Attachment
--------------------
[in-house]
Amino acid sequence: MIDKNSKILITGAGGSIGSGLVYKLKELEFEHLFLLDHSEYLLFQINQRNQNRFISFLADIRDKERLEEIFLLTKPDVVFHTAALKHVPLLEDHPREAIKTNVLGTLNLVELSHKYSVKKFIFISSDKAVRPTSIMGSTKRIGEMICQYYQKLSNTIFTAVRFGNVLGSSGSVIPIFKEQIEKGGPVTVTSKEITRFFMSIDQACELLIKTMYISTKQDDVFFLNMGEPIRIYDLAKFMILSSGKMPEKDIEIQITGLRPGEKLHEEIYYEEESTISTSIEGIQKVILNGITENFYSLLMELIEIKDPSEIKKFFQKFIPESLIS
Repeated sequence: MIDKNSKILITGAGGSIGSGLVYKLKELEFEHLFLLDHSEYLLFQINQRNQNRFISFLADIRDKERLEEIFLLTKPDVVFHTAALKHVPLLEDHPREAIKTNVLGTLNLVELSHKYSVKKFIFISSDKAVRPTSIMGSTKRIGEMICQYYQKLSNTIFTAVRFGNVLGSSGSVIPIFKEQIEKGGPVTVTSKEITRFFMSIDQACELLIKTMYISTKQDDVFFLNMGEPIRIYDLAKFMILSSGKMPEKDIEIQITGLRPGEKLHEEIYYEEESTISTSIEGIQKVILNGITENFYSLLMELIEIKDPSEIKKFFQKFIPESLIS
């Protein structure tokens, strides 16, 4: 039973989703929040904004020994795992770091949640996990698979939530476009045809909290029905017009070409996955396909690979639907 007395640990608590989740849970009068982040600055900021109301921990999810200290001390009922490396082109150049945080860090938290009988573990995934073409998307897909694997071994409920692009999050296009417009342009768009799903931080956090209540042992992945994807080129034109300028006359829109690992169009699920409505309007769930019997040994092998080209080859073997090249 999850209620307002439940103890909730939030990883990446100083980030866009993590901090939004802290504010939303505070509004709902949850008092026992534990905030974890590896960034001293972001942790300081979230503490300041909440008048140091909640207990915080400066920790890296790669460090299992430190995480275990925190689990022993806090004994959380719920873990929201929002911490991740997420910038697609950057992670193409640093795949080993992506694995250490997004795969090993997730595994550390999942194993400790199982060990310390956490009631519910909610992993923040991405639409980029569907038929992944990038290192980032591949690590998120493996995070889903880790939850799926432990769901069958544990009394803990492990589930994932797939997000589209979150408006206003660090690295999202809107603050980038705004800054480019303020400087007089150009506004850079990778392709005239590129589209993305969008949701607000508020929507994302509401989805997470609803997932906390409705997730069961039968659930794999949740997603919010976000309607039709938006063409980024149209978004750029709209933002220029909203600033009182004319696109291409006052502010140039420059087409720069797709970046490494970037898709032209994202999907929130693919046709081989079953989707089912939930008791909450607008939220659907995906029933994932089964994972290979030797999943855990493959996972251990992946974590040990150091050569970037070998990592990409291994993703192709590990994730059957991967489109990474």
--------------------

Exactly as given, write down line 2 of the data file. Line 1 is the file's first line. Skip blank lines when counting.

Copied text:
Amino acid sequence: MIDKNSKILITGAGGSIGSGLVYKLKELEFEHLFLLDHSEYLLFQINQRNQNRFISFLADIRDKERLEEIFLLTKPDVVFHTAALKHVPLLEDHPREAIKTNVLGTLNLVELSHKYSVKKFIFISSDKAVRPTSIMGSTKRIGEMICQYYQKLSNTIFTAVRFGNVLGSSGSVIPIFKEQIEKGGPVTVTSKEITRFFMSIDQACELLIKTMYISTKQDDVFFLNMGEPIRIYDLAKFMILSSGKMPEKDIEIQITGLRPGEKLHEEIYYEEESTISTSIEGIQKVILNGITENFYSLLMELIEIKDPSEIKKFFQKFIPESLIS